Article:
Reaching out and working on your mental health can mean overcoming barriers such as cost, access, and stigma. Not discussed enough is the barrier of uncertainty. What’s interesting, is this challenge isn’t exclusive to you or me, worry caused by uncertainty impacts counsellors too.
What is uncertainty? Some scientists believe it may be one of our core fears as humans, the fear of the unknown. Not an uncommon fear, every day, you and I worry about all sorts of things from job interviews, first impressions, and what to expect during our next counselling session. In his book, Stumbling On Happiness, Daniel Gilbert, a Harvard Psychologist, writes, “the human brain is an anticipation machine, and ‘making future’ is the most important thing it does.” In other words, the feeling of uncertainty is a normal part of being human.
Often full of unknowns, uncertainty is a frequent experience in health care. However, a little worry is natural. It’s our worry that keeps us on our toes and encourages us to ask questions to ensure we fully understand the care we receive. But what about when that worry starts to get out of control?
For counsellors and other mental health service providers, uncertainty may give rise to disempowering feelings and accountability issues that can disrupt the efficacy of care delivery.
For you and I, the fear caused by uncertainty may prevent us from accessing the care we need and deserve.
According to Jack Nitschke, associate professor of psychology at the University of Wisconsin, Madison, “uncertainty lays the groundwork for anxiety because anxiety is always future-oriented.”
When anxious, our body can go into a state of hypervigilance, a form of increased alertness. Although a natural response, at a time such as when working with a therapist where we ideally need to feel calm, open, and safe; anxiety caused by uncertainty may have us on the defensive before our counsellor even says, hello.
Uncertainty and worry are a normal part of what it means to be human. In the right circumstances, these feelings can help us recognize and defend ourselves in unsafe situations. In healthcare, our goal is to bring these everyday worries into balance so that uncertainty no longer controls the effectiveness of the care we deliver or inhibits or ability to access the care we need.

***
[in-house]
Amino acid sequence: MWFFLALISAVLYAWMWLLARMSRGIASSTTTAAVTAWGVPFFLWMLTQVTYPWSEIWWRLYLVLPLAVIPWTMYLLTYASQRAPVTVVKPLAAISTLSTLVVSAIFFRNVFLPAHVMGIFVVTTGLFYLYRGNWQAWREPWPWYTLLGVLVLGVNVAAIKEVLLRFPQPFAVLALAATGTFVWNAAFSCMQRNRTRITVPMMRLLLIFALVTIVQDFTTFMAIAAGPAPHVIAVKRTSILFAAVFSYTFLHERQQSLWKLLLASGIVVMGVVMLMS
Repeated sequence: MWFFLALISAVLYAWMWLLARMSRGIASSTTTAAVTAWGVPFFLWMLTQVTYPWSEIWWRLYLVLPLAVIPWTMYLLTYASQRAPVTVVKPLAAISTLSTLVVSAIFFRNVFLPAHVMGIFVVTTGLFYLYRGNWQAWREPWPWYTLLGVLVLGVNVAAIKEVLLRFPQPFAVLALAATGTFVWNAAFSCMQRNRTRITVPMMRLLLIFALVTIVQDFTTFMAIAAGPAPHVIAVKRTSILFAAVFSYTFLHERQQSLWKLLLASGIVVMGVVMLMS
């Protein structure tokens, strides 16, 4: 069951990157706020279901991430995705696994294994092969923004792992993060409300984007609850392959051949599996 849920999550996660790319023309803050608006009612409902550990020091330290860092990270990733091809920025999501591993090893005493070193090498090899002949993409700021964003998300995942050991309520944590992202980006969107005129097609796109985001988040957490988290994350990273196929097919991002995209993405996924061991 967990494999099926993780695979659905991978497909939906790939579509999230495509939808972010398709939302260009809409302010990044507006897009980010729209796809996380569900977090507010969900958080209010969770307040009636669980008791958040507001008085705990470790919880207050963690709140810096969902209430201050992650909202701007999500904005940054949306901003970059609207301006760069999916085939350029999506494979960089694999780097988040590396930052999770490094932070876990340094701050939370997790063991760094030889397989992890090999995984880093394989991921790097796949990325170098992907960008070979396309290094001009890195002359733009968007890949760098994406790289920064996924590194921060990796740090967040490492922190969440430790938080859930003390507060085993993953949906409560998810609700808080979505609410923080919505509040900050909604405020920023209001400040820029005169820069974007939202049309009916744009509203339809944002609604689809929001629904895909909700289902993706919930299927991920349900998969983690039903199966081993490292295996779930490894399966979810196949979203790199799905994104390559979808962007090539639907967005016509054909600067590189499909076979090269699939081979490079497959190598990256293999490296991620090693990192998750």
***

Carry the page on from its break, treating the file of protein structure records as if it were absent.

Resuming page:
Whether delivering or receiving care, here are four ways you can decrease worry:
Focus on the present. As previously mentioned, uncertainty, and the anxiety that stems from it, is future-oriented. By focusing on the present, we can break out of the vicious cycle we may find ourselves in when ruminating about what could happen.
Give mindfulness meditation a try. Mindfulness is the practice of purposely bringing one's attention to experiences occurring in the present moment without judgment. Before your next session, take 2-minutes to focus on your breath.
Permit yourself to worry. That may sound counter-intuitive, but acceptance can be a powerful tool for regulating our emotions. Rather than letting uncertainty run rampant, pick a time and allow yourself to worry.
For counsellors, take note of what worries you and find ways to bolster your confidence in these areas through professional development.
Reduce the unknowns. A significant driver for uncertainty in mental health is unpredictability. What will a client or counsellor say, and how best can I respond?
If you are seeking care, consider adopting a digital tool to record your thoughts and feelings and then share this information with your counsellor to bring clarity and direction to your next session.
Counsellors, consider adopting practice management solutions that support collaborative care by integrating client insights into your practice.
Feelings of uncertainty in mental health don’t need to hold us back. By recognizing it, finding balance, and utilizing collaborative technology; together, we can work to foster calm, open, and safe spaces for care to occur.
After experiencing several challenges attempting to access care after being diagnosed with Post-Traumatic Stress Disorder (PTSD) caused by childhood trauma. Aidan's experience, reinforced by his experiences working in the public health sector has inspired him to seek out new ways to reduce barriers and improve access to mental health care using technology.